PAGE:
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21 July 2021
UN Food Systems Summit 2021 Ukraine held third National Dialogue
The Food Systems Summit Dialogues are convened by Member States through the organization of “national dialogues” aiming at strengthening the dialogue among diverse stakeholders on key challenges and innovative solutions to make our food systems more sustainable. In Ukraine, the national discussions should result in National Report with a clear roadmap and an action plan for sustainable food systems until 2030. The results will be presented by the President of Ukraine at the UN Food Systems Summit which will take place in September 2021. While the first dialogue addressed Ukraine’s Food Systems transformation and development, and the second dialogue aimed at the development of food systems, the third dialogue was held on 19 July and was focused on sustainability and environmental friendly production. The dialogue continue a series of discussions in the framework of the national dialogue on the transformation of food systems in preparation for the UN Summit on Food Systems 2021. The participants of the third National Dialogue discussed the topics of environmental protection in the context of agricultural development, related to the problem of global warming and the consequences that humanity is already actively facing. “The development of environmental friendly production is a determining factor in the sustainable development of agriculture. The European Green Course sets out a roadmap within which we can find ways to implement reforms in Ukraine and change our politics in line with recent environmental challenges. Most of the changes concern the temperature regime, which, unfortunately, has shown a clear upward trend in recent decades,” said Roman Leshchenko, Minister of Agrarian Policy and Food of Ukraine. The participants discussed that it is very important for Ukraine to be involved in the European Green Course initiative. However, most participants in the dialogue agreed that Ukraine in the context of the European Green Course already has its positive developments and unique specifics, which is why the terms of this policy should not be copied but adapted to Ukrainian realities. “In the European Union, the discussion of the Green Course is now developing on the vector of how agriculture can be efficient and at the same time be environmentally safe, and Ukraine already has positive developments in this," said Taras Kachka, Deputy Minister of Economy of Ukraine, Trade Representative of Ukraine. Taras Vysotsky, First Deputy Minister of Agrarian Policy and Food of Ukraine, added: “The Green Course program must be adapted to Ukrainian realities. The development of measures within the direction of environmental friendly production takes the form of dialogue, and with the understanding that feedback is essential for all participants in the process. State support the implementation of changes, it will focus on motivating agricultural producers, but will also have certain standards for products and production processes”. The participants also discussed ways of financing the Smart Green Deal and Ukrainian environmental reality. The organizers of the event plan to hold more discussions in the format of the National Dialogue and formulate the remaining vectors of the future system of Ukraine’s food systems transformation. Watch the whole event by the link: https://bit.ly/36Nusq7.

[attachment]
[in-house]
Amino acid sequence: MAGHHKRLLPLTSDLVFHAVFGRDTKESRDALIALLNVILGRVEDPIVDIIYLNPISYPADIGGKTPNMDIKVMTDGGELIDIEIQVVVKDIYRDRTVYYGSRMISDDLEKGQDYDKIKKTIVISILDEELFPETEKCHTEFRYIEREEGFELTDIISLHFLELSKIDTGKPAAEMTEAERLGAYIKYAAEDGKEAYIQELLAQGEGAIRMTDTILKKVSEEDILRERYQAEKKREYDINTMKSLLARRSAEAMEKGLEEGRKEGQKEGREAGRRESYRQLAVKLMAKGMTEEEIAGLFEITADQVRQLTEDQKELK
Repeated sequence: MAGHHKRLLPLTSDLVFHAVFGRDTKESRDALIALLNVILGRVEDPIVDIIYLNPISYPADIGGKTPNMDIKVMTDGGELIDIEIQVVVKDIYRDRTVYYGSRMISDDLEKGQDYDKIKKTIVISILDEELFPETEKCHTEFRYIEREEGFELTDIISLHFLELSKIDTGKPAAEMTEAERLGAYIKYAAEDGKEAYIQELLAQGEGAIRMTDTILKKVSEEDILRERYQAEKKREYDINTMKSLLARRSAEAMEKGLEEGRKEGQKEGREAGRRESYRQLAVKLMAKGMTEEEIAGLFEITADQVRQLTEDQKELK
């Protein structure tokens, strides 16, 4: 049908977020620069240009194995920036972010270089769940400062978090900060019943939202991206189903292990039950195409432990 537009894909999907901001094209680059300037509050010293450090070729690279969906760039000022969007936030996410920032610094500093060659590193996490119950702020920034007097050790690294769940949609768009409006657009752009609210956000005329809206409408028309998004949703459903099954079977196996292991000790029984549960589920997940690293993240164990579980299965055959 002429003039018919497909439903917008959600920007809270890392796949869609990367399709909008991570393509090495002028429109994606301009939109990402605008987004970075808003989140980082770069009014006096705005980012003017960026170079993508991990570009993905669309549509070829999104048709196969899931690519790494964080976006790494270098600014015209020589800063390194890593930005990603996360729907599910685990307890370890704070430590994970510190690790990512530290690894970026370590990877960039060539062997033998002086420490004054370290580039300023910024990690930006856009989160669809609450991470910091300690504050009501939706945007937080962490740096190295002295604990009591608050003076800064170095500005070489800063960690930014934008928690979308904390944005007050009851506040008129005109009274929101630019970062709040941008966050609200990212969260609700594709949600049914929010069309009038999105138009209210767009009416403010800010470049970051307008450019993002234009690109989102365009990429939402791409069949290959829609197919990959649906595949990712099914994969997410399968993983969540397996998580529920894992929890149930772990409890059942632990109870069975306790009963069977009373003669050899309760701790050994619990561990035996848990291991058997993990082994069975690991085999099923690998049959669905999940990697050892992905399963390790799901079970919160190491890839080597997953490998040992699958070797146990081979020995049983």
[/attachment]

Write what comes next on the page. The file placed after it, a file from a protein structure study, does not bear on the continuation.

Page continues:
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28 July 2021